• Max Allocated buffers represent the number of buffers in use (see the pink rectangle in Figure 3).

  • Max Freelist (Small) represents buffers in use, which are allocated from the Small Freelist (see the green rectangle in Figure 3).

  • Max Freelist (Medium) represents buffers in use, which are allocated from the Medium Freelist (see the blue rectangle in Figure 3).

  • Max Freelist (Large) represents buffers in use, which are allocated from the Large Freelist (see the black rectangle in Figure 3).

This report presents a picture of the buffer allocation during the last hour. Use this report during a week or two to verify if the maximum allocated buffer registry is enough for the message destination. The two MDS Buffer requirements are:

  • For the MDS process

  • For the MDS clients

For ICM version 4.6.2, here is the navigation path for the maximum allocated buffer registry:

HKEY_LOCAL_MACHINE\SOFTWARE\GelTel\ICR\<cust_inst>\<Node>\MDS\
CurrentVersion\Clients\<Client_ID>

Here are the keys:

  • BufferLimit

    BufferLimit defines the maximum allocated buffer (see arrow A in Figure 1 and Figure 2).

  • BufferMaxFree

    BufferMaxFree represents the maximum allocated freelist (see arrow B in Figure 1 and Figure 2).

The most important information in the metering statistics is the value of the High Allocated buffers (see Figure 3). The target is to keep the value between 65% and 75% of the Maximum Allocated buffers. For any time during the sampled period, if the number gets higher than 75%, you must double the value in the BufferLimit.

Note: The value is always a power of two.

Buffer Allocation Error Message

When the buffer pool is empty, the process exits. The log file displays this message:

Fail: Buffer Pool Exhausted (xxxx buffers allocated).

Note: xxxx represents the number of buffers. For example, 1024, 2048, 4096 and so forth.

Use the Dumplog utility to view the log file.

Buffer Pool Exhausted: Case 1

This log provides an example of the MDS lgr process that has run out of buffer (see arrow A in Figure 4).

Figure 4 – Dumplog of MDS LGR Process

BufferLimitGuide_04.gif

Expand the current BufferLimit in order to solve the problem. However, you must then monitor the process to ensure that the error does not recur.

Buffer Pool Exhausted: Case 2

In some cases, the error message appears, but expanding the current BufferLimit does not solve the issue. This error message is just a symptom. For example, a series of logs are saved before the MDS process stops. These logs produce a report with the number of buffers allocated among the MDS clients. Usually, this number is enough for you to narrow down on some problems in the clients that do not relate to buffer allocation.

Figure 5 – Dumplog of MDS process

BufferLimitGuide_05.gif

The example in Figure 5 indicates that there are 4085 messages queued for the Open Peripheral Controller (OPC) process, and all other clients have no buffers allocated. This example demonstrates that the OPC process is the cause of the problem, and not the maximum buffer allocation size.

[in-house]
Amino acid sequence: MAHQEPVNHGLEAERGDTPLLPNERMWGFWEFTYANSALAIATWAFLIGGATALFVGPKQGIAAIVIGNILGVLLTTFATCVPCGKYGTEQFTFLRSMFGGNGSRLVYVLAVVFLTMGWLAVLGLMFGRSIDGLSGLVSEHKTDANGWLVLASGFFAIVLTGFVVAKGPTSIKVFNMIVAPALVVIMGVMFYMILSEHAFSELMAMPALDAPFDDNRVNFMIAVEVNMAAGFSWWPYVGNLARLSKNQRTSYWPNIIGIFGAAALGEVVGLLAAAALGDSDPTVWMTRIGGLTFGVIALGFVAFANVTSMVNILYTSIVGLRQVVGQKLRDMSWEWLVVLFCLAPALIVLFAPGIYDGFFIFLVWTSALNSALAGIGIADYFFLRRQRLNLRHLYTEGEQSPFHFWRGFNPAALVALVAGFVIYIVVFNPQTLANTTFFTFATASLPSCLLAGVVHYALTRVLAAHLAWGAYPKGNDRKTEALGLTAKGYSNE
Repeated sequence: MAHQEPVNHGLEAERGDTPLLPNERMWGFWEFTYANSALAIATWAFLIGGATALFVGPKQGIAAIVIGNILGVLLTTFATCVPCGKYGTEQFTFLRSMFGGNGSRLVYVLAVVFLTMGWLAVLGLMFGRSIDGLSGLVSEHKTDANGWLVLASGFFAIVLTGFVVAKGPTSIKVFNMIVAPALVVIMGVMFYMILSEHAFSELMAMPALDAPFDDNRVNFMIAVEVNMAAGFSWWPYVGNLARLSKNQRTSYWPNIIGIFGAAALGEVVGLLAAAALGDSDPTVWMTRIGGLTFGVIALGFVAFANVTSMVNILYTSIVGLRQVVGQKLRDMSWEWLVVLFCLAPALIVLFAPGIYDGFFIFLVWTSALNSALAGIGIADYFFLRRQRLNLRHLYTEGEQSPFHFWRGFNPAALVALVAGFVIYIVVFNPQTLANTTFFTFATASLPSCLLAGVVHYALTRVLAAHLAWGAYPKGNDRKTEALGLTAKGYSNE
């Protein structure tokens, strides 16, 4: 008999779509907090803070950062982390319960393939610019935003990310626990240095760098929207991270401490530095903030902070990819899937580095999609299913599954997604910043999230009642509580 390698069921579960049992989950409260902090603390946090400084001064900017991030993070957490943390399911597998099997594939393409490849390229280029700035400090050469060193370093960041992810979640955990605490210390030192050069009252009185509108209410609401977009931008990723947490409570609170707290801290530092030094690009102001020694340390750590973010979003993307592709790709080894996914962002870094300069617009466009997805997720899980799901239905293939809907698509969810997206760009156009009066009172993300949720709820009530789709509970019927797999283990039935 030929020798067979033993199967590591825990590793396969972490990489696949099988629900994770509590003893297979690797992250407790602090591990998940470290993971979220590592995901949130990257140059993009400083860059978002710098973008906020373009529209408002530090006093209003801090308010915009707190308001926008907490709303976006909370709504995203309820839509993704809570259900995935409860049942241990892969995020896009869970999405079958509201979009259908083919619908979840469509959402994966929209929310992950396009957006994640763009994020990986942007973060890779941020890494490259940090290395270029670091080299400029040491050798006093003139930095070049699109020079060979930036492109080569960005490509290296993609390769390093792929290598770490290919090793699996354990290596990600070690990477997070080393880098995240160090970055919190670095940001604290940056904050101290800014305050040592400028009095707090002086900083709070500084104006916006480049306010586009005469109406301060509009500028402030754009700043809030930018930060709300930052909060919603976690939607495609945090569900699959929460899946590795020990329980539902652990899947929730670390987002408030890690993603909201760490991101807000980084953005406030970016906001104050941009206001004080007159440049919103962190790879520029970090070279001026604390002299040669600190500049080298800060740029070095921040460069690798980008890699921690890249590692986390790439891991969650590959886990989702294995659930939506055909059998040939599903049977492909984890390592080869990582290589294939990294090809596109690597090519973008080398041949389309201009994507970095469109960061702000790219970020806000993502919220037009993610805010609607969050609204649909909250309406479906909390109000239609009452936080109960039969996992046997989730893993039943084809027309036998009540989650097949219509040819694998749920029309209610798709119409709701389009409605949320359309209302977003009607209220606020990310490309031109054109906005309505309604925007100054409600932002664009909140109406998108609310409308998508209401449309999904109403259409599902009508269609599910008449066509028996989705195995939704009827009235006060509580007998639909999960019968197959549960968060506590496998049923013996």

Update Notes

Occasionally, when you perform an upgrade or make major changes to a system, the buffer pool reaches the limit. For example, the buffer pool can reach the limit when you add peripherals. In order to prevent this issue, increase the buffer pool limits.

Before you perform an upgrade from 4.6.2 to 5.0 or 6.0, Cisco recommends you to double the BufferLimit and BufferMaxFree settings (see Figure 1). When you upgrade from 5.0 to 6.0 you do not need to double the BufferLimit settings if you doubled the settings when you upgraded from 4.6.2 to 5.0. If you are not sure about whether or not you increased the BufferLimit setting during the previous upgrade, check the buffer utilization statistics outlined in Retrieve the Metering Statistics to determine if you must increase buffers.

Note: Memory wastage is not a concern because buffers specified by BufferLimit (except those in free-lists) are not pre-allocated. In addition, the buffers are released to the system heap eventually. However, a very large BufferLimit (compared to the available system RAM) can mask the underlying communication congestion and slow down the entire system. In some situations, a better solution is to assert a process as the BufferLimit is reached, and rely on the fault-tolerance design of the system to fail over, given possible resource restrictions.

Maintenance Notes

You can monitor some BufferLimit statistics after an upgrade or during normal system maintenance. You must review these statistics before and immediately after you add additional capacity or components to a system. The MDS process records the buffer pool statistics periodically. If the High value of a particular buffer is close to the MAX, double that particular BufferLimit setting.

Related Information

Updated: Sep 29, 2005
Document ID: 66960